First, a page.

PostgreSQL extension dealing with Time Objects and Functions
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README.md

PostTIME

Please note also the wiki.

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githalytics.com alphaThe PostTIME project intends to enhance PostgreSQL's capabilities to handle the temporal dimension with a focus on processing spatial information. For that purpose it provides:

  1. 6 different object types to abstract time
    • Instants and periods of time
    • MultiInstants and MultiPeriods (composition types)
    • RegularMultiInstant and RegularMultiPeriod (to model regular repeating events)
  2. Various temporal reference systems of 3 different general types
    • Temporal coordinate systems e.g. UNIX-Time
    • Calendar and clock systems like the Gregorian calendar with UTC
    • Ordinal systems e.g. the geological eras.
  3. Several SQL functions for your analysis tasks.

The concept is basing on ISO19108. The project is in an early stage, so please keep in mind that PostTIME is more or less unstable and anything but complete.

There is also a doxygen documentation of the source code available. Maybe not up-to-date.

#Application Examples

For example PostTIME allows to extract the predecessor-relationships from the Cshape Dataset, which contains several countries as dynamic features, by the following SQL-Statement on the condition that the object's validtime is stored as PostTIME:

SELECT a.cntry_name , b.cntry_name AS predecessor
FROM testdata_cshape AS a
	INNER JOIN testdata_cshape AS b
	ON pt_predecessor(a.the_geom , a.validtime , b.the_geom, b.validtime);

The result includes among other rows:

          cntry_name          |         predecessor          
------------------------------+------------------------------
 Germany                      | Germany Federal Republic
 Germany                      | Germany Democratic Republic

Cshape: Weidmann, Nils B., Doreen Kuse, and Kristian Skrede Gleditsch. 2010. The Geography of the International System: The CShapes Dataset. International Interactions 36 (1).


Another powerful tool is the function

pt_spatiotemporal_statistics( [tablename events] , [tablename reference geometry] , [ISO8601-duration] , [id reference geometry] ) : TABLE( id , intervals , count )

If you have one table with events, whose geometry is stored as Point with PostGIS's geometry type and the temporal information as PostTIME, and another table, which you want to use as the reference geometry, you can easily calculate some statistics. To do so, hand in those tables' names with an interval step size and the reference geometry's id-name and you get in return a table, which contains the count of the events for each reference object and interval step, respectively.

To clarify this, we show an example with data from nationalatlas.gov. The event dataset should be the construction of airports and the static reference are the USA. After we have cast the temporal information into PostTIME, we can call the function:

SELECT * FROM  pt_spatiotemporal_statistics('testdata_airports' , 'testdata_states' , 'P10Y', 'id' );

And we get:

 id |                          ptime                          | count 
----+---------------------------------------------------------+-------
  5 | CAL0011928-01-01T00:00:00.000Z/1938-01-01T00:00:00.000Z |     4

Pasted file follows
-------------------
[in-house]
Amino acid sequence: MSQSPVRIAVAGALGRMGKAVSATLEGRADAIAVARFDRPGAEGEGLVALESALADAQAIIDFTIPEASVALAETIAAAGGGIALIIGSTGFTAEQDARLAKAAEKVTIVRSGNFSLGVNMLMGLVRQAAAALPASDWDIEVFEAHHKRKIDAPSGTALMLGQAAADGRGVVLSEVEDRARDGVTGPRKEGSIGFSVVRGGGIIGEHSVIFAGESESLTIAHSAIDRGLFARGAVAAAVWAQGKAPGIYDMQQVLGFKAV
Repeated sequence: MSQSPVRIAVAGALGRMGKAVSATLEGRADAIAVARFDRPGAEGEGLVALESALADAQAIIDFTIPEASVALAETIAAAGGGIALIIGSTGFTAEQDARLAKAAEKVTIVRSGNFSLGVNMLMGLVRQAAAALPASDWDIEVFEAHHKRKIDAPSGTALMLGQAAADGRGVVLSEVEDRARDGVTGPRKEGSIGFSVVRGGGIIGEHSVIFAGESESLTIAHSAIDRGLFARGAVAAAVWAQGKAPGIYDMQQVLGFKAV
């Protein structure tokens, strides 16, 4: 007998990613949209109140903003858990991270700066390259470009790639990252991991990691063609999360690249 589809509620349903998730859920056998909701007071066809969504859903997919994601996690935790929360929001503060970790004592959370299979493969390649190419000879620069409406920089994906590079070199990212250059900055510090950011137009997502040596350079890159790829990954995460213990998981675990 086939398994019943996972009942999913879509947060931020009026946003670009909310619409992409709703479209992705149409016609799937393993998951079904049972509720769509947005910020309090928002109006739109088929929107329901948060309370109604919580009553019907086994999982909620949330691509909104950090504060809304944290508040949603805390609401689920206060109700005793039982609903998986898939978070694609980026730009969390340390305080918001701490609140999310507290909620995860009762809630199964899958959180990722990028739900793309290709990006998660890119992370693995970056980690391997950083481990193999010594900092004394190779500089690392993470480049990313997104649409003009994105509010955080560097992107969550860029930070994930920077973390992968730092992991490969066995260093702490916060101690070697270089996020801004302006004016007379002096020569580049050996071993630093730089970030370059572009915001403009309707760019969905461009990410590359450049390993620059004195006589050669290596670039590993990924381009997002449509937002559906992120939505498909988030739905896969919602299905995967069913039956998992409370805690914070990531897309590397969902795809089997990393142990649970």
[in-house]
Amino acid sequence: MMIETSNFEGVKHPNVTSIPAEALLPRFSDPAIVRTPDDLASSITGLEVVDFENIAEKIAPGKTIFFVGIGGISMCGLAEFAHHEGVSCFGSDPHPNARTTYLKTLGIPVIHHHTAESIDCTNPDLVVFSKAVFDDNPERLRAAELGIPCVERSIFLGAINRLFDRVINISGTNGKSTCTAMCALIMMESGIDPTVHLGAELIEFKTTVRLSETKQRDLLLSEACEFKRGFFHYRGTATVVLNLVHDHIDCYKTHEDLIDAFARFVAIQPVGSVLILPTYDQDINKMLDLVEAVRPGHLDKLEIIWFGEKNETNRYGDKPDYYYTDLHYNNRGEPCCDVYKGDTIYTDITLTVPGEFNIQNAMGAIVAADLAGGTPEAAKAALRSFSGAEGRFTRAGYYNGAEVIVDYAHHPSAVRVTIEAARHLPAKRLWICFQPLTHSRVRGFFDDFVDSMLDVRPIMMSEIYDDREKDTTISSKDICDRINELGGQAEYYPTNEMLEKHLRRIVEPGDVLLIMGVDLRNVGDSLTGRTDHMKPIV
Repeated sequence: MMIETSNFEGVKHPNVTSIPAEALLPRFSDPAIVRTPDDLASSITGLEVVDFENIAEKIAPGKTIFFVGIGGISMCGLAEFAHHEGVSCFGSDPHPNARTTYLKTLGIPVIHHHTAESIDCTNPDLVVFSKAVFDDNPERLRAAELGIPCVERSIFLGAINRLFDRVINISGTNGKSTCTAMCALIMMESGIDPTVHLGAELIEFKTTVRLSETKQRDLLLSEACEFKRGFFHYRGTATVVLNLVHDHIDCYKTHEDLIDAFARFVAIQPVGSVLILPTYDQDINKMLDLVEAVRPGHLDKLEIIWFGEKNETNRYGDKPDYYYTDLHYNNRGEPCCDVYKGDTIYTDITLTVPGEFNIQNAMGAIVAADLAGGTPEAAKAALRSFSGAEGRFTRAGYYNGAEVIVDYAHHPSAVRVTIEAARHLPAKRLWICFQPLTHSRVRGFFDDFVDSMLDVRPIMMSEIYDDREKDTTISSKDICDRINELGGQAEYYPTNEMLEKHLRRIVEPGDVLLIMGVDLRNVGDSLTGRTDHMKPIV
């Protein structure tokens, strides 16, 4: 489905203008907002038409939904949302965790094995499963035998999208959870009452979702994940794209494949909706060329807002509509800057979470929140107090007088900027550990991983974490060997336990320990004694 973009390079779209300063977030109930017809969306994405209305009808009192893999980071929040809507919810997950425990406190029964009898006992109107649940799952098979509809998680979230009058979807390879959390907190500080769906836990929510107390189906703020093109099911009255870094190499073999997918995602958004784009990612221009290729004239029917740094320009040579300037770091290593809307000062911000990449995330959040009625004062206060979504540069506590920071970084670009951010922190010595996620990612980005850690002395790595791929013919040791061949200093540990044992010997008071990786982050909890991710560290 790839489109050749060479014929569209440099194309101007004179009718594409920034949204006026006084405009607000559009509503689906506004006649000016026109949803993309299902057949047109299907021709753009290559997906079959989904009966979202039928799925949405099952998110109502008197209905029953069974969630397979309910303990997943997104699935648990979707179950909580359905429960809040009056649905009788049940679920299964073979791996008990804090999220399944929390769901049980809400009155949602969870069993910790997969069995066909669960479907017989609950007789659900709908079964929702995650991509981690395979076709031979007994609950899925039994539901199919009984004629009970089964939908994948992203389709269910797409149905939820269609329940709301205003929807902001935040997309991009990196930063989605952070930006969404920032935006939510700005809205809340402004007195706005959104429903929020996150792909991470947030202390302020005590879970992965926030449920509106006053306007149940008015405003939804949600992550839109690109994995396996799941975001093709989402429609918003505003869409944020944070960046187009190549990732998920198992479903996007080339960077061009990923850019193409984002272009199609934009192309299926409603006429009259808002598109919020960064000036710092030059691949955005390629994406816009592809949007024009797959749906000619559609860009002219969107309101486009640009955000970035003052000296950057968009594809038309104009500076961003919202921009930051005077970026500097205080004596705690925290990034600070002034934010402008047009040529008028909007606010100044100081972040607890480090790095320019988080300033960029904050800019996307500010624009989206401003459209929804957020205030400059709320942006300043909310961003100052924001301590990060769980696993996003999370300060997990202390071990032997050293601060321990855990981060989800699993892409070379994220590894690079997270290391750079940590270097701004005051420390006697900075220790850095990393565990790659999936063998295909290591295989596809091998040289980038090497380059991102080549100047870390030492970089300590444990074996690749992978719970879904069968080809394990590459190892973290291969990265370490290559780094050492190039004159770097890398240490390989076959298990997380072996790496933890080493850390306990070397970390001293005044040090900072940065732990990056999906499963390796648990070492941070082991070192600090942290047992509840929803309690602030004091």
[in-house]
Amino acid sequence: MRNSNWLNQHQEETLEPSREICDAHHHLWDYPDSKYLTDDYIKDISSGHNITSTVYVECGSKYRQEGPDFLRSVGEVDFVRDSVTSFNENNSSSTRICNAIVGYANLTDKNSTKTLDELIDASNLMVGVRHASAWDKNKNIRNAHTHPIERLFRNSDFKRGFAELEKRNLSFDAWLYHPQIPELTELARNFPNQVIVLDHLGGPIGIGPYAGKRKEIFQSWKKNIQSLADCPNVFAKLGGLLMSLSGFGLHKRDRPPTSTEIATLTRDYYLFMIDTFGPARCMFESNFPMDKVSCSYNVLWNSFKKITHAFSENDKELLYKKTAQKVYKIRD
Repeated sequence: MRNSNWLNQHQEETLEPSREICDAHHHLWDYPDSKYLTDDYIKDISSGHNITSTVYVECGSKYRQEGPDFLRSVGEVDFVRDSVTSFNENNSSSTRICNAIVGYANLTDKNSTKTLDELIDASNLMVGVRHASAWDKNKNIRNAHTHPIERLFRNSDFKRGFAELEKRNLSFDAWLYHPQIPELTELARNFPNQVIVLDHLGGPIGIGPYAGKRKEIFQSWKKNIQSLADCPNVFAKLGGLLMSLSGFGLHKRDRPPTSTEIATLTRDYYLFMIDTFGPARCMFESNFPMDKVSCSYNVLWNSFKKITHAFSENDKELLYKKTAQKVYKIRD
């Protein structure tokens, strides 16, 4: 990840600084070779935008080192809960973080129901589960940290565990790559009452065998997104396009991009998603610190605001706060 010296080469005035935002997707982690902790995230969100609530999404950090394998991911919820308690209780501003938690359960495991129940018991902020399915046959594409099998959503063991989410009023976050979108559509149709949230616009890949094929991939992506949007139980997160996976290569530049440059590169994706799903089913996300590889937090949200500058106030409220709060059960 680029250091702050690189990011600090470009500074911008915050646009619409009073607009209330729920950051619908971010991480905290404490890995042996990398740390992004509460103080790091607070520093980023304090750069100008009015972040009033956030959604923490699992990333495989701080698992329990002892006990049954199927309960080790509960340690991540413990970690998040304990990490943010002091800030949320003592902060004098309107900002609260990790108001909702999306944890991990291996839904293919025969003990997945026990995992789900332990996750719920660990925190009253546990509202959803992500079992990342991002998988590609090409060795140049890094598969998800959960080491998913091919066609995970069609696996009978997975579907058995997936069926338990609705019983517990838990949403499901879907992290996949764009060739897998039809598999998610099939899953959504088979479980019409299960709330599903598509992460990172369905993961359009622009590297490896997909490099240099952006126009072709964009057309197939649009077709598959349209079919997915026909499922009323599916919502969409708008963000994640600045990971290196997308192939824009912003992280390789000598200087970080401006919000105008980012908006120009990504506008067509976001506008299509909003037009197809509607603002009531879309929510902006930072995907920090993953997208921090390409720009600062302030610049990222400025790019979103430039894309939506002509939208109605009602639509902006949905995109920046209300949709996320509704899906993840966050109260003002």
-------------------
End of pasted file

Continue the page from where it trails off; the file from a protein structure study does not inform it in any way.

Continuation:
6 | CAL0011928-01-01T00:00:00.000Z/1938-01-01T00:00:00.000Z |     1
 15 | CAL0011928-01-01T00:00:00.000Z/1938-01-01T00:00:00.000Z |     4
 22 | CAL0011928-01-01T00:00:00.000Z/1938-01-01T00:00:00.000Z |     2
 ...
  1 | CAL0011938-01-01T00:00:00.000Z/1948-01-01T00:00:00.000Z |     7
  2 | CAL0011938-01-01T00:00:00.000Z/1948-01-01T00:00:00.000Z |     9
  3 | CAL0011938-01-01T00:00:00.000Z/1948-01-01T00:00:00.000Z |     8
  4 | CAL0011938-01-01T00:00:00.000Z/1948-01-01T00:00:00.000Z |    11
  ...

We can adjust the interval step size:

SELECT * FROM pt_spatiotemporal_statistics('testdata_airports' , 'testdata_states' , 'P1Y6M', 'id' );

please note that the result contains only id / ptime matches which have a count of at least 1:

 id |                          ptime                          | count 
----+---------------------------------------------------------+-------
  6 | CAL0011928-04-01T00:00:00.000Z/1929-10-01T00:00:00.000Z |     1
 41 | CAL0011929-10-01T00:00:00.000Z/1931-04-01T00:00:00.000Z |     1
 41 | CAL0011931-04-01T00:00:00.000Z/1932-10-01T00:00:00.000Z |     1
  5 | CAL0011937-04-01T00:00:00.000Z/1938-10-01T00:00:00.000Z |     4
  ...

The id can be used for a JOIN with the original reference geometry:

SELECT a.* , b.state 
FROM pt_spatiotemporal_statistics('testdata_airports' , 'testdata_states' , 'P20Y', 'id' ) As a 
JOIN testdata_states As b ON a.id = b.id;
 id |                          ptime                          | count |        state        
----+---------------------------------------------------------+-------+---------------------
  1 | CAL0011928-01-01T00:00:00.000Z/1948-01-01T00:00:00.000Z |     7 | Alabama
  2 | CAL0011928-01-01T00:00:00.000Z/1948-01-01T00:00:00.000Z |     9 | Indiana
  ...

The table contains a lot of information, so it can be used as a basis for various analysis, e.g. let us extract only the maximum count:

SELECT a.* , b.state 
FROM pt_spatiotemporal_statistics('testdata_airports' , 'testdata_states' , 'P5Y', 'id' ) As a 
JOIN testdata_states As b ON a.id = b.id 
ORDER BY count DESC LIMIT 1;
 id |                          ptime                          | count | state  
----+---------------------------------------------------------+-------+--------
 10 | CAL0011948-01-01T00:00:00.000Z/1953-01-01T00:00:00.000Z |    37 | Alaska

Please note also the wiki.

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